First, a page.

After a weak start to 2016, airline stocks surged in the second half of the year. The rally was primarily driven by optimism that airlines' unit revenue would soon start growing again. The revelation that Warren Buffett's Berkshire Hathaway (NYSE:BRK.B) had invested in American Airlines (NASDAQ:AAL), Delta Air Lines (NYSE:DAL), United Continental (NASDAQ:UAL), and Southwest Airlines (NYSE:LUV) drove the stocks even higher beginning in mid-November.

Berkshire Hathaway continued its airline stock buying spree in the last few months of 2016. However, Buffett's newfound interest in the sector hasn't been enough to keep airline stocks afloat. Shares of American, Delta, United, and Southwest have all plunged in the past month.

DAL Chart

Airline Stock 1 Month Performance, data by YCharts.

It's not very surprising that these stocks are taking a breather. The huge rally in airline stocks during the second half of 2016 left very little room for error. And unfortunately, airlines' unit revenue hasn't been improving as fast as investors had hoped.

Unit revenue falls short at Delta (again)

Delta Air Lines has been the main culprit behind airline stocks' recent woes, as it failed to meet its Q1 unit revenue guidance.

In January, Delta had projected that passenger revenue per available seat mile (PRASM) would rise 0%-2% during the first quarter. However, while fares for last-minute bookings are starting to rebound from last year's slump, they didn't improve as quickly as expected. As a result, Delta cut its Q1 unit revenue guidance last month, saying that PRASM would be roughly flat.

Even that revised outlook was a bit too optimistic. On Tuesday, Delta announced that PRASM rose 0.5% last month, marking the first monthly increase since November 2015. Yet that was less than what the company (and most analysts) had expected. Delta's management now estimates that PRASM fell 0.5% year over year in the first quarter.

A Delta Air Lines plane taking off

Delta's Q1 unit revenue fell short of management's initial forecast. Image source: Delta Air Lines.

A 0.5% unit revenue decline wouldn't normally be cause for alarm. However, fuel and labor costs are both up significantly relative to a year ago. As a result, even with flattish unit revenue, Delta's operating margin will decline significantly year over year in Q1.

Other airlines are struggling with unit revenue, too

Delta Air Lines was not the only airline to miss its revenue expectations in Q1. In March, American Airlines and Southwest Airlines joined Delta in cutting their forecasts.

Among those three carriers, American Airlines is the only one that still expects unit revenue to be positive for the first quarter. It now projects that revenue per available seat mile (RASM) will rise 1.5%-3.5%, compared to its initial guidance for a 2.5%-4.5% increase.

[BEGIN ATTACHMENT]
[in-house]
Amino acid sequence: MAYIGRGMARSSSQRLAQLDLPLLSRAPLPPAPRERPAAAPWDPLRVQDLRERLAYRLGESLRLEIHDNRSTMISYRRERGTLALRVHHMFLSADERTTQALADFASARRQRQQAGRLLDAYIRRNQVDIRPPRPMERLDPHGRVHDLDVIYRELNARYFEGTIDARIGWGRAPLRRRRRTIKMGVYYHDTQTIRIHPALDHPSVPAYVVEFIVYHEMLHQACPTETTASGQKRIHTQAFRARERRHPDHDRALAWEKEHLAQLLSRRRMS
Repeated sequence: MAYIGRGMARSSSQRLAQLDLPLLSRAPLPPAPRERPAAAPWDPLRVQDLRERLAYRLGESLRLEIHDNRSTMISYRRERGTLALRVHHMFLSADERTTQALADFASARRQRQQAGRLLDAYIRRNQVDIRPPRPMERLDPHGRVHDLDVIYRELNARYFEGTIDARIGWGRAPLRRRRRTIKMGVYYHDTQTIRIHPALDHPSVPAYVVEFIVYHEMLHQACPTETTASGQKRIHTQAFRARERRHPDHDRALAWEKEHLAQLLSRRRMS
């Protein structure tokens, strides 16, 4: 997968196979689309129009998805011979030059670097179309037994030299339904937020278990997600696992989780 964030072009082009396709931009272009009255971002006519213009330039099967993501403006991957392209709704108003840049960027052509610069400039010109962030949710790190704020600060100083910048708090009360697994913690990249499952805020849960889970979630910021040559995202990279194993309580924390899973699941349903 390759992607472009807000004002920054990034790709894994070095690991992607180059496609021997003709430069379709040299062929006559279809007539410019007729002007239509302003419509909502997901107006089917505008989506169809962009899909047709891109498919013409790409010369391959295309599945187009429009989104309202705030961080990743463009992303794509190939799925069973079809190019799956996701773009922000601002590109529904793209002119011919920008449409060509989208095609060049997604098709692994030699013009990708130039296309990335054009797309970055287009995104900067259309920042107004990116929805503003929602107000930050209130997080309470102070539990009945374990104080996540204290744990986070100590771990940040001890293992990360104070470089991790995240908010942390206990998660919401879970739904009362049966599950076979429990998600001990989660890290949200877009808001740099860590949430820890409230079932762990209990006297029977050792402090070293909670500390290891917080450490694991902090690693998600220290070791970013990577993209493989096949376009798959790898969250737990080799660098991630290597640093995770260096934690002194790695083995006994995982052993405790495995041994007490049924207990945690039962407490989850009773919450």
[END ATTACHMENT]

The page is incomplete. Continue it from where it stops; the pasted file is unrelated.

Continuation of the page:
Southwest Airlines cut its revenue guidance even more. Originally, the company had forecast that RASM would slip 0%-1%, but it now expects to report a 2%-3% RASM decline for the quarter.

A Southwest Airlines plane taking off

Southwest expects to report the worst Q1 unit revenue performance of the top four airlines. Image source: Southwest Airlines.

United has distinguished itself as one of the few carriers to maintain its original guidance. That's why United Continental stock hasn't fallen quite as much as shares of American, Delta, and Southwest.

Still, United's forecast that PRASM will be roughly flat in Q1 and that its pre-tax margin will be a puny 0.5%-2.5% is hardly impressive. Furthermore, the company's plans to aggressively increase capacity later this year could threaten its future unit revenue trajectory.

Look before you leap

Warren Buffett and his lieutenants at Berkshire Hathaway are long-term investors. They certainly aren't panicking about the airlines' recent share price declines. By and large, U.S. airlines are making the right moves to stabilize their unit revenue and get profit growing again. Meanwhile, airline stocks remain relatively cheap compared to the rest of the market.

That said, the recent turbulence for airline stocks highlights the danger of blindly copying famous investors' trades after they become public. The best time to buy airline stocks was last summer, when they were out of favor and investors still believed that Warren Buffett would never invest in an airline stock.

By contrast, Berkshire Hathaway's investments in the top four airlines helped drive those stocks to levels that made them less attractive, even for long-term investors. The "Buffett premium" is finally fading for American Airlines, Delta Air Lines, Southwest Airlines, and United Continental. This could make it a good time to give these stocks another look.

This article represents the opinion of the writer, who may disagree with the “official” recommendation position of a Motley Fool premium advisory service. We’re motley! Questioning an investing thesis -- even one of our own -- helps us all think critically about investing and make decisions that help us become smarter, happier, and richer.